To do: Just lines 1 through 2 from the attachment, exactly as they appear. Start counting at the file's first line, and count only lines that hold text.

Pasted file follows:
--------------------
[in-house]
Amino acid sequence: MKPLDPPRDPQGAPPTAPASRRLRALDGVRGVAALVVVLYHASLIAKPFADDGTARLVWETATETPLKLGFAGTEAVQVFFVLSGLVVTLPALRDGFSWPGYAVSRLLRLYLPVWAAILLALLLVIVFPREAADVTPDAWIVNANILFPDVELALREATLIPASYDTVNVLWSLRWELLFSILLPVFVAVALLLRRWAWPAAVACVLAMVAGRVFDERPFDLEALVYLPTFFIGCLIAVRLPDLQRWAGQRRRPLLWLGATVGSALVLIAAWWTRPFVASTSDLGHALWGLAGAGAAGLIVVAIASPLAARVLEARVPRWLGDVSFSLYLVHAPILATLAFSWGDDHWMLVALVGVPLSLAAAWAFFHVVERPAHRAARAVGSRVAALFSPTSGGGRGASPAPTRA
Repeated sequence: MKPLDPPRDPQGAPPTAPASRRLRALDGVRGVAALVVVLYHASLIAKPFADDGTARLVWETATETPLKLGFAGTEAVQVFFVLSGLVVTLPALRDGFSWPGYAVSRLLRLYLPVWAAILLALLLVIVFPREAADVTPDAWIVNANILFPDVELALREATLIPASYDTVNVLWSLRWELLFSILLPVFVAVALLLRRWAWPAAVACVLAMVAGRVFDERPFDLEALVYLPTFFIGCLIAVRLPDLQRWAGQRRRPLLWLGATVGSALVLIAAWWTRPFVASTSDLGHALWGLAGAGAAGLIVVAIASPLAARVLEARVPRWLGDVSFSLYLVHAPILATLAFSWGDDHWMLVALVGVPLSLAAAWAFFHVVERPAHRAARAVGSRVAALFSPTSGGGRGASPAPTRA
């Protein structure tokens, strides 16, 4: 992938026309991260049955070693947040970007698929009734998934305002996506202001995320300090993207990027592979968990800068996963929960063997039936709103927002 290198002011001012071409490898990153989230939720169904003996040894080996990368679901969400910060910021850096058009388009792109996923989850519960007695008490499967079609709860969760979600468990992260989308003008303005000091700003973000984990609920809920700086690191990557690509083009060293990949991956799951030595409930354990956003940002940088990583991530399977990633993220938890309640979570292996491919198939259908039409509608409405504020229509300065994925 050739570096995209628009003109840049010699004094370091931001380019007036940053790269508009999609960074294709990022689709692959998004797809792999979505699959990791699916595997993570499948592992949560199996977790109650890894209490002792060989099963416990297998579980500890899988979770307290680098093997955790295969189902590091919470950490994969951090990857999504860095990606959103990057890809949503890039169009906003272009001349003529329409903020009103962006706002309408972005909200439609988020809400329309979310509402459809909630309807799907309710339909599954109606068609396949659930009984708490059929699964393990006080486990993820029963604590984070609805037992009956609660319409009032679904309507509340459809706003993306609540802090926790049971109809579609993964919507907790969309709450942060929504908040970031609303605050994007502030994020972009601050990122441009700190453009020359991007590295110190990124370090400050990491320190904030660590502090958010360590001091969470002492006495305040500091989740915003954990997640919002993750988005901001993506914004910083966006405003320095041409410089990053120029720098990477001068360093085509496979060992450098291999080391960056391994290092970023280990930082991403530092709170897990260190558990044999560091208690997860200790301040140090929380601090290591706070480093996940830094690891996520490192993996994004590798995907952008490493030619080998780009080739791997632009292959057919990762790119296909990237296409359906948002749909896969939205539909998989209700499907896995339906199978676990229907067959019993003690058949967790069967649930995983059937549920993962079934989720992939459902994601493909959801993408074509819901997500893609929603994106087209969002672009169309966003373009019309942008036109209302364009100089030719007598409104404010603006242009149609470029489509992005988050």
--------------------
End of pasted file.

[in-house]
Amino acid sequence: MKPLDPPRDPQGAPPTAPASRRLRALDGVRGVAALVVVLYHASLIAKPFADDGTARLVWETATETPLKLGFAGTEAVQVFFVLSGLVVTLPALRDGFSWPGYAVSRLLRLYLPVWAAILLALLLVIVFPREAADVTPDAWIVNANILFPDVELALREATLIPASYDTVNVLWSLRWELLFSILLPVFVAVALLLRRWAWPAAVACVLAMVAGRVFDERPFDLEALVYLPTFFIGCLIAVRLPDLQRWAGQRRRPLLWLGATVGSALVLIAAWWTRPFVASTSDLGHALWGLAGAGAAGLIVVAIASPLAARVLEARVPRWLGDVSFSLYLVHAPILATLAFSWGDDHWMLVALVGVPLSLAAAWAFFHVVERPAHRAARAVGSRVAALFSPTSGGGRGASPAPTRA